NewsCovering Kentucky


Beshear: Kentucky is 'rapidly approaching critical' in terms of COVID-19

Beshear podium.jfif
Posted at 6:49 PM, Aug 17, 2021
and last updated 2021-08-17 19:22:09-04

FRANKFORT, Ky. (LEX 18) — Gov. Andy Beshear addressed Kentuckians on Tuesday, saying we are 'rapidly approaching critical' in terms of the COVID-19 situation.

In fact, Beshear fears we could have more Kentuckians in the hospital later this week than we've had at any other point in the pandemic.

"The situation is serious and alarming and we are rapidly approaching critical," Beshear said.

In the latest report released Tuesday afternoon, 1,603 COVID-positive Kentuckians are hospitalized. 441 patients are in the ICU and 238 are currently on a ventilator.

He says the recent increases are putting an intense strain on the hospital systems across the commonwealth.

"Folks, we've lost 74 hundred people," he said. "So, me right now saying we are experiencing right now the most rapid rise in cases, ought to alarm everybody."

On Tuesday alone, another 3,276 COVID-19 cases were reported, along with seven more deaths. The positivity rate is up to 12.47%.

Several of the charts shown on Tuesday indicate a steep increase in the number of cases this week. Beshear says this week is the third-highest week of positive cases throughout the pandemic.

"By the end of this week, expect to have more Kentuckians in the hospital battling COVID, than at any point in this pandemic," he said.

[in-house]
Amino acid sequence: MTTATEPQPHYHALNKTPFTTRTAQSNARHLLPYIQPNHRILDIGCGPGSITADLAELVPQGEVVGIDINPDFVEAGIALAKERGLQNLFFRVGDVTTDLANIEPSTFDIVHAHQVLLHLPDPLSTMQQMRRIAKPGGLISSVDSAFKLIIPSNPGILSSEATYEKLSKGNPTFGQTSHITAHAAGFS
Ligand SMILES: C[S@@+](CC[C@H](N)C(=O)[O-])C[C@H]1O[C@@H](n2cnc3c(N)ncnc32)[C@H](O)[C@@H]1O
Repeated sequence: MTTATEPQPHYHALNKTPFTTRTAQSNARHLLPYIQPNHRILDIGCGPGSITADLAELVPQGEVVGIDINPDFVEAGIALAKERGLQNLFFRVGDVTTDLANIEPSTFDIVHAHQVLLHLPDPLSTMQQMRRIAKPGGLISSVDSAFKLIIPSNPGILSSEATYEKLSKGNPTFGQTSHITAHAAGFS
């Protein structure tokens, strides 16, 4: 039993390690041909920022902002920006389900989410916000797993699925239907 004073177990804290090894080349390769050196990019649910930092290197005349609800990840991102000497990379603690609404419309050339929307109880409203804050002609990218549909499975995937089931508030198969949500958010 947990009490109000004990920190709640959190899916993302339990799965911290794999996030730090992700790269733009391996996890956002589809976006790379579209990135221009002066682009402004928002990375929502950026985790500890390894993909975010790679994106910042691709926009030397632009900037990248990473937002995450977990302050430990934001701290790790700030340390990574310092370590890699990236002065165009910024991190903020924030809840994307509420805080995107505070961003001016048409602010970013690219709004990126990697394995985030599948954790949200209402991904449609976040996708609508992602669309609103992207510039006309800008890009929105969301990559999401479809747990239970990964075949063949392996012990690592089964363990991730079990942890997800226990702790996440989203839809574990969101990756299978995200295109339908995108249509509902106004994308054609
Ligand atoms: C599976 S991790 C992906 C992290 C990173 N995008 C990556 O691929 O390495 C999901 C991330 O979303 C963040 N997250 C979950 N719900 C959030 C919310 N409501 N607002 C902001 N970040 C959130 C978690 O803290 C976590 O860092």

He says that is the same for the number of occupied ICU beds. Beshear stressed the importance of also having tough conversations with those who haven't been vaccinated, especially those older than 65.

"It's you their family member, or their friend, saying that you love them, and that you care about them, and that you're willing to even lose that friendship and that relationship if it means having that hard conversation to get them vaccinated," Beshear said.

Kentucky's Public Health Commissioner Dr. Steven Stack also said it's more important to stop spreading misinformation.

"People who are going out there and saying false and demonstrably inaccurate information about the utility and value of masks and the safety and importance of vaccinations to prevent this disease are killing people," Stack said.

One commonly asked topic has been about a third dose of the vaccine. Stack says those in nursing homes and long-term care facilities are eligible.

"We are determining that all of these individuals in a nursing home are going to be eligible for vaccination for a third dose and will be offered a third dose," Stack said. "And that is already underway and beginning."

Given the severity of the delta variant and the rising number of cases, hospitalizations, and the concern over ICU bed capacities, Beshear also outlined where he stands on issuing any other sort of requirements.

"At this time, those steps certainly wouldn't include any form of shut down because vaccines plus masks - we can be fine," he said. "It does not currently include any type of capacity restrictions."

As for any sort of statewide mask mandate --

"We're going to have to very carefully consider and continue to evaluate whether or not we need to bring back a statewide mask mandate," Beshear said. "That's where we are. That has to at least be a part of the conversation because if we run out of beds for people, I mean if we run out of beds for people who are injured or sick or have a heart attack, don't we have to do something?"